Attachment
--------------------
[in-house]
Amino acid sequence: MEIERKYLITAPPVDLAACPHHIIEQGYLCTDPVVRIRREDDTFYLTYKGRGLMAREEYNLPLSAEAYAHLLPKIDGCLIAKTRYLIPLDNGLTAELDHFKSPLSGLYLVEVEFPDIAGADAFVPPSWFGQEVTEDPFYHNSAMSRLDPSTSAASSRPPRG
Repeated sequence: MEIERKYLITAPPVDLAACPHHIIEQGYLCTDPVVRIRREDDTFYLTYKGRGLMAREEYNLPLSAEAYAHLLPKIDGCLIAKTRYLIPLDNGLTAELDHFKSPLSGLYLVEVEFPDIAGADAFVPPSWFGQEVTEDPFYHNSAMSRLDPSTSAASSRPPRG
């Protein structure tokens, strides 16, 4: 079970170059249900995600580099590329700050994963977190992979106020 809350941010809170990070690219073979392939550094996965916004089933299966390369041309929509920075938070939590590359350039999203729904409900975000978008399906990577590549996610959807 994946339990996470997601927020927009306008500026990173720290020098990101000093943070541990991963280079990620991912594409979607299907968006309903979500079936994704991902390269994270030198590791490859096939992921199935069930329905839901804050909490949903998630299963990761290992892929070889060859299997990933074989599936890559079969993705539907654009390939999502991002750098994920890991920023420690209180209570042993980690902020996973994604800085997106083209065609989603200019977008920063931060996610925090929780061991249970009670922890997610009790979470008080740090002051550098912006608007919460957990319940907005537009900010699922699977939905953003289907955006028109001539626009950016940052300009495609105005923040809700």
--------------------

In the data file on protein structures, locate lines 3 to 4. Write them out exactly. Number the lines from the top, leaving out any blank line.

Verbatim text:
Repeated sequence: MEIERKYLITAPPVDLAACPHHIIEQGYLCTDPVVRIRREDDTFYLTYKGRGLMAREEYNLPLSAEAYAHLLPKIDGCLIAKTRYLIPLDNGLTAELDHFKSPLSGLYLVEVEFPDIAGADAFVPPSWFGQEVTEDPFYHNSAMSRLDPSTSAASSRPPRG
């Protein structure tokens, strides 16, 4: 079970170059249900995600580099590329700050994963977190992979106020 809350941010809170990070690219073979392939550094996965916004089933299966390369041309929509920075938070939590590359350039999203729904409900975000978008399906990577590549996610959807 994946339990996470997601927020927009306008500026990173720290020098990101000093943070541990991963280079990620991912594409979607299907968006309903979500079936994704991902390269994270030198590791490859096939992921199935069930329905839901804050909490949903998630299963990761290992892929070889060859299997990933074989599936890559079969993705539907654009390939999502991002750098994920890991920023420690209180209570042993980690902020996973994604800085997106083209065609989603200019977008920063931060996610925090929780061991249970009670922890997610009790979470008080740090002051550098912006608007919460957990319940907005537009900010699922699977939905953003289907955006028109001539626009950016940052300009495609105005923040809700």